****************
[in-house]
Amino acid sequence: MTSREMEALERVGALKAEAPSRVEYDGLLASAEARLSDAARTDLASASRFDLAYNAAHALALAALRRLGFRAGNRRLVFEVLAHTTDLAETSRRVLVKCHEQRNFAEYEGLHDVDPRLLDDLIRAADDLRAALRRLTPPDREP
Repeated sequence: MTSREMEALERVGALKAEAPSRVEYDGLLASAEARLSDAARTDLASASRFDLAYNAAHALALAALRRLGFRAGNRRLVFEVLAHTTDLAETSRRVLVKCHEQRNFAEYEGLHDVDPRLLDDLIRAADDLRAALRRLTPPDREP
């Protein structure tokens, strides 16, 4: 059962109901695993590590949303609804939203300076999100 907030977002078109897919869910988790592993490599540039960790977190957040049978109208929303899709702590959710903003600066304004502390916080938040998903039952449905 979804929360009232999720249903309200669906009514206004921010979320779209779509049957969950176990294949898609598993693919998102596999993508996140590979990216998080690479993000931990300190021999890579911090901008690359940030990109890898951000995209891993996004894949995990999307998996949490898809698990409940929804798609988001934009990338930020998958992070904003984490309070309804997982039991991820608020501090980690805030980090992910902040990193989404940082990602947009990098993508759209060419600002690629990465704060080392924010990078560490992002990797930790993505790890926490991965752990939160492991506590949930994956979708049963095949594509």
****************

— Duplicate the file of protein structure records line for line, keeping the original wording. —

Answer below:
[in-house]
Amino acid sequence: MTSREMEALERVGALKAEAPSRVEYDGLLASAEARLSDAARTDLASASRFDLAYNAAHALALAALRRLGFRAGNRRLVFEVLAHTTDLAETSRRVLVKCHEQRNFAEYEGLHDVDPRLLDDLIRAADDLRAALRRLTPPDREP
Repeated sequence: MTSREMEALERVGALKAEAPSRVEYDGLLASAEARLSDAARTDLASASRFDLAYNAAHALALAALRRLGFRAGNRRLVFEVLAHTTDLAETSRRVLVKCHEQRNFAEYEGLHDVDPRLLDDLIRAADDLRAALRRLTPPDREP
């Protein structure tokens, strides 16, 4: 059962109901695993590590949303609804939203300076999100 907030977002078109897919869910988790592993490599540039960790977190957040049978109208929303899709702590959710903003600066304004502390916080938040998903039952449905 979804929360009232999720249903309200669906009514206004921010979320779209779509049957969950176990294949898609598993693919998102596999993508996140590979990216998080690479993000931990300190021999890579911090901008690359940030990109890898951000995209891993996004894949995990999307998996949490898809698990409940929804798609988001934009990338930020998958992070904003984490309070309804997982039991991820608020501090980690805030980090992910902040990193989404940082990602947009990098993508759209060419600002690629990465704060080392924010990078560490992002990797930790993505790890926490991965752990939160492991506590949930994956979708049963095949594509």